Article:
Spaghetti and Squid in Squid Ink Sauce

Spaghetti al nero di seppia recipe

​The Spruce / Diana Mocanu

Prep: 20 mins
Cook: 100 mins
Total: 2 hrs
Servings: 4 servings
Nutrition Facts (per serving)
400 Calories
16g Fat
32g Carbs
27g Protein
Show Full Nutrition Label Hide Full Nutrition Label
Nutrition Facts
Servings: 4
Amount per serving
Calories 400
% Daily Value*
Total Fat 16g 21%
Saturated Fat 2g 12%
Cholesterol 330mg 110%
Sodium 3243mg 141%
Total Carbohydrate 32g 12%
Dietary Fiber 1g 5%
Total Sugars 2g
Protein 27g
Vitamin C 9mg 46%
Calcium 64mg 5%
Iron 2mg 14%
Potassium 494mg 11%
*The % Daily Value (DV) tells you how much a nutrient in a food serving contributes to a daily diet. 2,000 calories a day is used for general nutrition advice.
(Nutrition information is calculated using an ingredient database and should be considered an estimate.)

In this dramatic Italian dish called spaghetti al nero di seppia, tender fresh squid is cooked in a sauce containing its own ink. This adds both a tangy sea flavor and a deep black sheen to the sauce. You will most likely have to go to a fishmonger who has very fresh fish to obtain the squid, but it's worth the trip.

There is, of course, squid-ink pasta, in which the squid ink is mixed into the dough so that the pasta itself is jet black. However, that is a completely different dish. In this recipe, regular spaghetti is tossed in a tangy sauce made of squid ink, white wine, tomato paste, and squid. It's delicious and definitely a culinary adventure.

A white wine would be an excellent pairing for this dish—you can even enjoy the remainder of the wine you cooked with. A Lugana might be nice, and a Chardonnay makes another worthy and easily attainable choice. Serve this squid pasta with a fresh, lemony green salad and crusty bread.


  • 1 1/4 pounds very fresh squid, uncleaned

  • 1/4 cup olive oil

  • 2 clove garlic, minced

  • 1 small bunch fresh parsley, minced

  • Freshly ground black pepper, to taste

  • 1/3 cup dry white wine

  • 1 tablespoon tomato paste, diluted in a little water, or 3 tablespoons tomato sauce

  • 1 to 2 tablespoons coarse sea salt, plus more for seasoning

  • 3/4 pound spaghetti

Steps to Make It

  1. Gather the ingredients.

    Ingredients for spaghetti al nero di seppia
    ​The Spruce / Diana Mocanu
  2. To begin cleaning the squid, carefully separate the heads from the tentacles.

    Squid with heads removed on cutting board
    ​The Spruce / Diana Mocanu
  3. Remove the guts, setting aside the ink sacs (be careful not to break them).

    Gutted squid with ink sacks in a small bowl on the side
    ​The Spruce / Diana Mocanu
  4. Wash the squid well under cold water.

    Rinsed squid in a bowl
    ​The Spruce / Diana Mocanu
  5. Dice the bodies and chop the tentacles.

    Diced squid on a cutting board
    ​The Spruce / Diana Mocanu
  6. Over a small bowl, open the ink sacs and collect the ink.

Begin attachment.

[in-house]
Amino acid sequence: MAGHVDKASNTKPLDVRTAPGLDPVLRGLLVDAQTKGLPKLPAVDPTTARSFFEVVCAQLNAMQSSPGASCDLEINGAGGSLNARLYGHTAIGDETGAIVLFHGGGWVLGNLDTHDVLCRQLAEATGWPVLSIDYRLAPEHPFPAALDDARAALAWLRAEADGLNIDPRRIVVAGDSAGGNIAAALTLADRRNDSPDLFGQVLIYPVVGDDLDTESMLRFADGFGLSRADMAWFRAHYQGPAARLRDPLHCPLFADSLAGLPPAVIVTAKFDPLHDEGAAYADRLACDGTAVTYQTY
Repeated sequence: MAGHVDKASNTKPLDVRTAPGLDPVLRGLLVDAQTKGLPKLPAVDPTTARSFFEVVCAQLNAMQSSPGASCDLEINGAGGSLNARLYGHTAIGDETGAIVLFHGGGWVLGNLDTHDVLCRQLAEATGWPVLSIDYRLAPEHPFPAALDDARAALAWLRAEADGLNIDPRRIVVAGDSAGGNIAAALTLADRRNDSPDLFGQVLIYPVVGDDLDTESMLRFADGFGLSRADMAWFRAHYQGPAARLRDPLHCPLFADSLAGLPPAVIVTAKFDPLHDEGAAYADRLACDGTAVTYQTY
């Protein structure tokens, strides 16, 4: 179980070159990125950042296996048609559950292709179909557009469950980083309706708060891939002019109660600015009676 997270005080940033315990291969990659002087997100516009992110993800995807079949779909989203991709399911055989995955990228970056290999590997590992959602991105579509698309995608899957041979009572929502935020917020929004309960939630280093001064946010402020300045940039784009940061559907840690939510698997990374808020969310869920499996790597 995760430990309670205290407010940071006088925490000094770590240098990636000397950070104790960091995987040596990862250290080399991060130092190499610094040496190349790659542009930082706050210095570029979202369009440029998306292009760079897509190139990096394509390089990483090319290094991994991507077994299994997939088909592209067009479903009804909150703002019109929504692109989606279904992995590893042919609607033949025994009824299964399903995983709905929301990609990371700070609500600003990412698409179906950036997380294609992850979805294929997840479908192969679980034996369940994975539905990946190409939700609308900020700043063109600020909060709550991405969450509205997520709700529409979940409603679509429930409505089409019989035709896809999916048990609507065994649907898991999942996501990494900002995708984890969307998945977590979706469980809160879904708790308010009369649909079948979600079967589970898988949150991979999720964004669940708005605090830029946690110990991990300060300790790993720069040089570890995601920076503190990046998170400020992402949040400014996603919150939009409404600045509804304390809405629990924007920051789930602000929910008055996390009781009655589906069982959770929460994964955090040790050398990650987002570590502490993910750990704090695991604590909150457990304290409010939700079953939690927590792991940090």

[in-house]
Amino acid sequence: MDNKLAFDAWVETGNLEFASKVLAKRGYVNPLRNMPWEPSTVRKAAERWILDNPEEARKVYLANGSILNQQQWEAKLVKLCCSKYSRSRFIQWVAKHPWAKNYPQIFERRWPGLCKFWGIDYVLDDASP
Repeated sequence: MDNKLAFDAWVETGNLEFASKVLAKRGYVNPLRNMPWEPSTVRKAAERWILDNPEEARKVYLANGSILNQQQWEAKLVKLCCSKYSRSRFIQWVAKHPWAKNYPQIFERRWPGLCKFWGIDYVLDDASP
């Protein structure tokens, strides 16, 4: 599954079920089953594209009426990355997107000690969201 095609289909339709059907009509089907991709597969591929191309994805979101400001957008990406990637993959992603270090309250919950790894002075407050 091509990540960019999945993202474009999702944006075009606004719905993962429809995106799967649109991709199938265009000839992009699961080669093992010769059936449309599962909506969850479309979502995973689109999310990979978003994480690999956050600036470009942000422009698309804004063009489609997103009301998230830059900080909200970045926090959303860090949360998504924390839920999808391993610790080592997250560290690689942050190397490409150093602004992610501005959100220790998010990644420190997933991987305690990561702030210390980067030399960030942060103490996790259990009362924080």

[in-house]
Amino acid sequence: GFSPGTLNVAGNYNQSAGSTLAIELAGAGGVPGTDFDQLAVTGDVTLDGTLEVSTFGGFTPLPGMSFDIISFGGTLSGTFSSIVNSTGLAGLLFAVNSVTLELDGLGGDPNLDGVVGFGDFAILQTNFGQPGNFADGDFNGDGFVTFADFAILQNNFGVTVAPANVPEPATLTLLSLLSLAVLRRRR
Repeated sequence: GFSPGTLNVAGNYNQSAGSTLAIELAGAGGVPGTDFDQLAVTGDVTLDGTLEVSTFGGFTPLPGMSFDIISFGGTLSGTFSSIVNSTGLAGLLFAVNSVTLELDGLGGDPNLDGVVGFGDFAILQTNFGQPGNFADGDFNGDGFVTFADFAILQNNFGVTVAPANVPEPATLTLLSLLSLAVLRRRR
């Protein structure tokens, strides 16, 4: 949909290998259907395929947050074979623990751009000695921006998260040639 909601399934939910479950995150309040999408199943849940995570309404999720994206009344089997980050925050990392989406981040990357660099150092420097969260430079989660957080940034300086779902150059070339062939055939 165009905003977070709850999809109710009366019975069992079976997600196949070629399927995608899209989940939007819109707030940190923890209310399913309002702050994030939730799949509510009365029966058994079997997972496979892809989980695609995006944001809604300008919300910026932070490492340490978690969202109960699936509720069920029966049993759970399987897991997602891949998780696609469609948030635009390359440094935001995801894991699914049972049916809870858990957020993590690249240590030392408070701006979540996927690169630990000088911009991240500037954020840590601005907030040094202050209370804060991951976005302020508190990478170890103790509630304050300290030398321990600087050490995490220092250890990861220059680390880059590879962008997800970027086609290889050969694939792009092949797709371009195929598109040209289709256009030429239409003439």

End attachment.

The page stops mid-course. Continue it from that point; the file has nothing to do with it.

Squid ink collected in a small bowl
    ​The Spruce / Diana Mocanu
  7. In a pot, heat the oil over medium heat and sauté the garlic without letting it brown.

    sauteed garlic in oil
    ​The Spruce / Diana Mocanu
  8. Add the squid, minced parsley, and a generous dusting of freshly ground pepper.

    Squid and parsley added to pan of oil
    ​The Spruce / Diana Mocanu
  9. Cover and simmer the sauce over low heat for about 45 minutes. Check it periodically to make sure it's not sticking (if it is, add a little hot water).

    Simmered squid sauce in a pan
    ​The Spruce / Diana Mocanu
  10. Once the sauce has simmered, mix the white wine with the tomato paste or sauce and add it to the pot.

    White wine and tomato sauce added to pan
    ​The Spruce / Diana Mocanu
  11. Simmer for 20 minutes, uncovered.

    Simmered squid sauce
    ​The Spruce / Diana Mocanu
  12. Dilute the sauce with a little hot water, cover, and simmer for 30 minutes longer. At this point, the sauce should be neither too soupy nor too dry.

    Sauce diluted with a little hot water
    ​The Spruce / Diana Mocanu 
  13. About 30 minutes before serving time, put 3 quarts of water on to a boil, add 1 to 2 tablespoons coarse sea salt, and stir. Once it's returned to a rolling boil, add the spaghetti.

    Uncooked spaghetti and water in pot
    ​The Spruce / Diana Mocanu
  14. Stir the squid ink into the sauce, adding the amount that suits your taste. Season with salt to taste.

    Squid ink added to sauce
    ​The Spruce / Diana Mocanu
  15. When the spaghetti is al dente (usually 8 to 10 minutes, depending on the brand), drain it well.

    Cooked spaghetti in collander
    ​The Spruce / Diana Mocanu
  16. Toss the spaghetti with the sauce to coat all of the strands evenly.

    Spaghetti tossed with sauce in a pan
    ​The Spruce / Diana Mocanu
  17. Serve and enjoy.

    spaghetti al nero di seppia
    ​The Spruce Eats / Diana Mocanu

Recipe Variation

For a shortcut, purchase already cleaned squid from your local fish monger as well as prepared squid ink.

Are Squid and Calamari the Same?

While some claim that calamari is a specific type of squid, there is no technical difference between squid and calamari. Calamari is simply the culinary name for squid, similar to cow and beef or deer and venison.

What Does Squid Ink Taste Like?

Squid ink tastes like the sea, with a fresh, briny flavor and elements of umami savoriness.

Does Squid Ink Stain Teeth?

Depending on the dish you're eating, squid ink can leave residue on your teeth, but it easily washes off with liquid or by brushing your teeth. Squid ink will not stain your teeth.

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